The Lansing City Market has gone through changes over the years, and now a new investor has some pretty cool ideas for what they plan to do with it.

Detroit Rising Development CEO Jon Hartzell who has experienced much success in the Motor City with the Detroit Shipping company, hopes to bring some of that success to The Lansing City Market.

According to Hartzell “People want a more curated experience. When they go out they want a lot of touch points. They want something hands on and accessible. They want an experience.”

The unique experience he plans to bring to Lansing will be something totally new to our city. It will include six shuffleboard courts, with seven food vendors, and also plans to have two full service bars. He’s also adding a live entertainment space, a podcast studio, and even an art gallery.

Plans are to open in spring 2022. Lansing’s City Council has approved a 40 year lease and recently a liquor license has been transferred there as well. They expect their construction crew to begin work late this summer.

“We’re still in line to open next spring. Now we’re just dealing with construction and bidding — which can be the scariest part of the whole project. Prices are just kind of wacky right now,” Hartzell added. “Building costs are up like 40%. It’s shocking. We’re actually now having to make decisions on whether we need to eliminate some items or move it to a second phase.”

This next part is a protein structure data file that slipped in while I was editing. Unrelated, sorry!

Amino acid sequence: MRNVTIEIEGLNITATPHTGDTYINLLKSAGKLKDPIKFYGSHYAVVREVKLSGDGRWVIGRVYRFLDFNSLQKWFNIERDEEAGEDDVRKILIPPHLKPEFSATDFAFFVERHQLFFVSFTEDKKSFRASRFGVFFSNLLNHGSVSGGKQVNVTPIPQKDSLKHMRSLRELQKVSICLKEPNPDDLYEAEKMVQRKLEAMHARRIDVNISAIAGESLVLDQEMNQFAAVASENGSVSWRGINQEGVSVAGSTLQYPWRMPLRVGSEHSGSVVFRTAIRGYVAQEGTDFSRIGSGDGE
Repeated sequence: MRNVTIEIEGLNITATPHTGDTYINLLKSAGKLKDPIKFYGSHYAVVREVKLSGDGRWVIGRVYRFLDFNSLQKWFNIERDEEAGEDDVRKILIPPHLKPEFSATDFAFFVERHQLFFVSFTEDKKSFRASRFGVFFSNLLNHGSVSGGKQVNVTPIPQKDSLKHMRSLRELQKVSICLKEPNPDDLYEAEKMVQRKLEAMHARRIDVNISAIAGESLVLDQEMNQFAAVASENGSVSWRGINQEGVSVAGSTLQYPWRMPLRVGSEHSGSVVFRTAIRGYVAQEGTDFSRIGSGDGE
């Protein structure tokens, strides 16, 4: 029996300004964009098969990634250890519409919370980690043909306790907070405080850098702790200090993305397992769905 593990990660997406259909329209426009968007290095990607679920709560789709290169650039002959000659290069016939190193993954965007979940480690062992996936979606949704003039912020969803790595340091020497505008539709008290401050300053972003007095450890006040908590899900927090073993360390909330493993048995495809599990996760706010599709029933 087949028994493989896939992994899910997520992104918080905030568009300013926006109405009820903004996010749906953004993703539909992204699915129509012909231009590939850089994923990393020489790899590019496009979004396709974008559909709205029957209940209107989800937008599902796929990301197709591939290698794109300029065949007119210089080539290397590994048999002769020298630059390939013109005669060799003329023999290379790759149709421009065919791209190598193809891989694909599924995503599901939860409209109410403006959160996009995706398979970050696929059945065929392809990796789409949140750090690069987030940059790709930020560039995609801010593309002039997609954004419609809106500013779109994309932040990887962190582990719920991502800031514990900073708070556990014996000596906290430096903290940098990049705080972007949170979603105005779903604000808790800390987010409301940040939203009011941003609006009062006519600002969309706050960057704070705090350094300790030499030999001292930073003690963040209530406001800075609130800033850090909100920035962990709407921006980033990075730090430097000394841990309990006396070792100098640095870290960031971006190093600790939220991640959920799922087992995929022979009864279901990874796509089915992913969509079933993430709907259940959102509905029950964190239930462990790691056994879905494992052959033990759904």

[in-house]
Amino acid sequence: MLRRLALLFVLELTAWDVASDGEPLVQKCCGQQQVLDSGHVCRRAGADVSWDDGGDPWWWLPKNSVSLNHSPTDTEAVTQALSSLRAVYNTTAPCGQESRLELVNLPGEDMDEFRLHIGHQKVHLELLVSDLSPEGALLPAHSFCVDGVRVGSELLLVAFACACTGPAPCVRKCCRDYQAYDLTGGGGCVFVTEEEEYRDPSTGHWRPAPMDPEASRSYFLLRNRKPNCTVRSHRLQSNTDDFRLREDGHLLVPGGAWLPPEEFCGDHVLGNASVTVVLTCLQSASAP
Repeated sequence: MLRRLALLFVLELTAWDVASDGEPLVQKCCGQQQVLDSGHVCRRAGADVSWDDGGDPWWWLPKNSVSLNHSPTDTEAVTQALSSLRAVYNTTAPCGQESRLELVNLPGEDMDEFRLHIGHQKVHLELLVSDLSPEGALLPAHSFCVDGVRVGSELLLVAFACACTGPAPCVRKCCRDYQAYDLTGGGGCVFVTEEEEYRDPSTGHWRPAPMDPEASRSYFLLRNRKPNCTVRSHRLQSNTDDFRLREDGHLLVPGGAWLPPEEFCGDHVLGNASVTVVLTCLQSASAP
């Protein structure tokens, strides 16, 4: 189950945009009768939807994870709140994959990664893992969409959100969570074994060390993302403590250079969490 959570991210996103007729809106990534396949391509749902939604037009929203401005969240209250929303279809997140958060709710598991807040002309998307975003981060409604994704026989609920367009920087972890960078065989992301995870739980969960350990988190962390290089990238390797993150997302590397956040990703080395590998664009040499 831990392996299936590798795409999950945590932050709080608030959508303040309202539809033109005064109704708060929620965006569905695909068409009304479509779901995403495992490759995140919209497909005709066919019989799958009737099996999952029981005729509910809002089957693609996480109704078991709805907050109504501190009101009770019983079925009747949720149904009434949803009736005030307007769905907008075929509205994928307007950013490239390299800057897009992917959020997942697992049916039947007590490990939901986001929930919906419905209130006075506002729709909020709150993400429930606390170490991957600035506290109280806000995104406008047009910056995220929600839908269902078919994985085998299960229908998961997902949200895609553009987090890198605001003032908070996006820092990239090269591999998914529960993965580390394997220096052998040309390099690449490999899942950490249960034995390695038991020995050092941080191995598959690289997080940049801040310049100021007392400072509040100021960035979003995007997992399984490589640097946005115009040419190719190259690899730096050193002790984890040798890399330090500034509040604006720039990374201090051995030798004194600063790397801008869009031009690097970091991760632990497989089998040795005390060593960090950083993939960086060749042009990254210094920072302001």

The pole barn where the City Market and Waterfront Bar & Grill used to be is going to be divided up into different areas. Plans are for a lounge area, food hall, and miniature kitchens.

This new venture will be known as the Lansing Shuffleboard and Social Club. His original investment of 3.2 million dollars has now ballooned to 4.5 million due to the rising costs of construction.

Hartzell says this will not be a replica of The Detroit Shipping Company. At this point no vendors have been approved, they are accepting applications at lansingshuffle.

A fresh new idea for downtown Lansing is certainly something a lot of people here will support. It’s good for the citizens, and it’s good for business.

See Original story in Lansing City Pulse


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